So, what should be the over-arching goal of our transportation efforts in this country? Reducing vehicle crashes? Reducing traffic congestion? In terms of dollars, which effort offers the best return on investment (ROI) calculation?
From a new report out by AAA (a group formerly known as the American Automobile Association ... now its name is just an acronym) from a monetary perspective, we should be focus on crash reduction efforts - period.
AAA found in its research that cost to society from vehicle crashes is a staggering $164.2 billion per YEAR in the U.S. - nearly two and a half times greater than the $67.6 billion price tag for congestion. In its report - “Crashes vs. Congestion: What‘s the Cost to Society?” - the group said the dollar figures demonstrate that traffic safety issues warrant increased attention from the public and policymakers, particularly as Congress prepares to reauthorize federal transportation programs in 2009.
“Great work has been done by the Texas Transportation Institute (TTI) to quantify the costs of congestion, raise awareness for the problem and offer solutions,” said AAA President and CEO Robert Darbelnet, in terms of why his group went forward with is crashes vs. congestion report. “We feel safety deserves a similar focus.”
According to the study conducted by Cambridge Systematics for AAA, the $164.2 billion cost for crashes equates to an annual per person cost of $1,051, compared to $430 per person annually for congestion. These safety costs include medical, emergency and police services, property damage, lost productivity, and quality of life, among other things.
The report calculates the costs of crashes for the same metropolitan areas covered by the annual Urban Mobility Report conducted by TTI. In every metropolitan area studied, from very large to small, the results showed crash costs exceeded congestion, said AAA. For very large urban areas (more than 3 million), crash costs are nearly double those of congestion. Those costs rise to more than seven times congestion costs in small urban areas (less than 500,000) where congestion is less of a challenge.
“Nearly 43,000 people die on the nation's roadways each year,” said Darbelnet. “Yet, the annual tally of motor vehicle-related fatalities barely registers as a blip in most people‘s minds. It‘s time for motor vehicle crashes to be viewed as the public health threat they are. If there were two jumbo jets crashing every week, the government would ground all planes until we fixed the problem. Yet, we've come to accept this sort of death toll with car crashes.”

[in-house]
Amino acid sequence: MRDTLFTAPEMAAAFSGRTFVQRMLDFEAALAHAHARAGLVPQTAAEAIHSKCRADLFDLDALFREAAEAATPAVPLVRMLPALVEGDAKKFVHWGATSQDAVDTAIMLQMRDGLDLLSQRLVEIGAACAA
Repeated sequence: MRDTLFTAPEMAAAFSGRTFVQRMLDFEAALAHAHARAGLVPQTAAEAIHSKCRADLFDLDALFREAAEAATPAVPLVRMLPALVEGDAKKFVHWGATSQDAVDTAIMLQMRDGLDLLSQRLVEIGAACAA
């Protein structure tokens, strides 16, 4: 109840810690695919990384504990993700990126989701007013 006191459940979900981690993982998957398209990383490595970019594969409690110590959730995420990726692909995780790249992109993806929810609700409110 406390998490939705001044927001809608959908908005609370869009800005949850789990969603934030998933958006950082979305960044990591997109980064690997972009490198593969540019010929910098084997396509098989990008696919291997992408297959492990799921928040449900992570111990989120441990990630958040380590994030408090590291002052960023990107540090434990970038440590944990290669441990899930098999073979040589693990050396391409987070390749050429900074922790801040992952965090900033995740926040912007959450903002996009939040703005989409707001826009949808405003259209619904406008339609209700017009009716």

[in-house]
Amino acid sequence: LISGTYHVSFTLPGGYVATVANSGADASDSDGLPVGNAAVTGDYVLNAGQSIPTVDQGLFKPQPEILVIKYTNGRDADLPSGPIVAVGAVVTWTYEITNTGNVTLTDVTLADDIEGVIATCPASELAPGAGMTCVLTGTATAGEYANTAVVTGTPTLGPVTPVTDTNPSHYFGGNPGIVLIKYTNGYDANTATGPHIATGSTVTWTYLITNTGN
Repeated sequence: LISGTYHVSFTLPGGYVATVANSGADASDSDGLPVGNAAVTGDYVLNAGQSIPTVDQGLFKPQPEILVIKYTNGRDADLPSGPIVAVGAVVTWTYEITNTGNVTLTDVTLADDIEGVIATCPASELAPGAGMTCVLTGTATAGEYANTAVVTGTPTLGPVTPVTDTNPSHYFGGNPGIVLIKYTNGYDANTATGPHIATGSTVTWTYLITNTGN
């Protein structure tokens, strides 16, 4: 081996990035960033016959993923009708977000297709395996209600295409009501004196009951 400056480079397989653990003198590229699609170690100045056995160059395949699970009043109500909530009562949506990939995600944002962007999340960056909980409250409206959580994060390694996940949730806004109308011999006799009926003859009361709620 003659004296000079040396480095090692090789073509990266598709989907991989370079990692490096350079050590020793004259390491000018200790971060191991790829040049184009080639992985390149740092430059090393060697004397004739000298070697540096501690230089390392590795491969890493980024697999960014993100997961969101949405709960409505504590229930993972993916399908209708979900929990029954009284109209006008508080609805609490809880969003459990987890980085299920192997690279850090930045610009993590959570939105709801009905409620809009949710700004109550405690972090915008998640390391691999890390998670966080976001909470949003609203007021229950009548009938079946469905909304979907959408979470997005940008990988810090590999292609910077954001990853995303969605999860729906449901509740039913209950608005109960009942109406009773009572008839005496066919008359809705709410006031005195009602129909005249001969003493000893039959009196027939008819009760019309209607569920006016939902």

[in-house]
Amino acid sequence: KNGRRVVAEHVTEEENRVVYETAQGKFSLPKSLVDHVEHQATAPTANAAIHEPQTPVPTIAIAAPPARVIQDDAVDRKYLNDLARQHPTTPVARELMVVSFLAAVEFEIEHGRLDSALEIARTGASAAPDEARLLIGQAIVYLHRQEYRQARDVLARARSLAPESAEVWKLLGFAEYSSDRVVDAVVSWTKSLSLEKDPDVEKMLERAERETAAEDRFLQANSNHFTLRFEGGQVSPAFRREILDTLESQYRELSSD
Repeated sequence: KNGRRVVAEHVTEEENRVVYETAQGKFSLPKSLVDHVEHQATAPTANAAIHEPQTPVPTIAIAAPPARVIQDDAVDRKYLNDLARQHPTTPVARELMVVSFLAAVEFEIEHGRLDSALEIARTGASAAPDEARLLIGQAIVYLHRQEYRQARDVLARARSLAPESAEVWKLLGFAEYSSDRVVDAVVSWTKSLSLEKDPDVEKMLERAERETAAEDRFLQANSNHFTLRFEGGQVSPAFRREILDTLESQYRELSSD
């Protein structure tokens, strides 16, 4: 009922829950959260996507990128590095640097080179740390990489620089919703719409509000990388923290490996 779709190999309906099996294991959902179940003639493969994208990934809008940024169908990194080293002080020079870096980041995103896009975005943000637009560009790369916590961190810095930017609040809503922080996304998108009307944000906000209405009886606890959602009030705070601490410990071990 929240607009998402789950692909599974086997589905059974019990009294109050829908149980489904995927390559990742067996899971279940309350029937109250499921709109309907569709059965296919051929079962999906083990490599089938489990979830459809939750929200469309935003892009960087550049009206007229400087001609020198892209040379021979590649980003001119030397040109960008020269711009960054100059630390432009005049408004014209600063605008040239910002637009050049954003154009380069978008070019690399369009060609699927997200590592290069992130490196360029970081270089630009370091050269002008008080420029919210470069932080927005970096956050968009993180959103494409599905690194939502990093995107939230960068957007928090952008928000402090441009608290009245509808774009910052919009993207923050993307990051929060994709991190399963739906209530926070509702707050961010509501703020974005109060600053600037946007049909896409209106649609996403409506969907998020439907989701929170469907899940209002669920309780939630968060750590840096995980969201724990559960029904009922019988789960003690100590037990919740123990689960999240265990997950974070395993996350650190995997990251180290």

Darbelnet‘s comments I think strike a particularly important note here - heck, I‘ve harped on the same theme myself. It just seems the general public in this country is totally blasé about the consequences of vehicle crashes - it seems to be a routine part of the landscape, just background noise. Truck drivers I talk to constantly tell me of their near misses caused by simply sloppy driving on the part of motorists - lane changes without proper signals or distance between vehicles, distracted driving as people talk on the phone, read, and otherwise reduce the attention paid to the road they hurdle down at 60, 70, even 80 miles an hour.
“This report states what we in the highway safety field have known all along - traffic crashes are not only a leading cause of death and life-changing injuries, they‘re also a serious drain on the economy nationwide,” said Cathy Gillen, managing director of the Roadway Safety Foundation (RSF).
Maybe the dollar amounts quoted in AAA‘s study will finally get the publics‘ - and Congress‘ - attention. Then again, maybe not - this is a problem, after all, that‘s lagged in attention for decades now. One thing is for certain: we must address the cost of vehicle crashes sooner, not later. It‘s an unnecessary human tragedy and fiscal burden we can‘t afford to keep ignoring.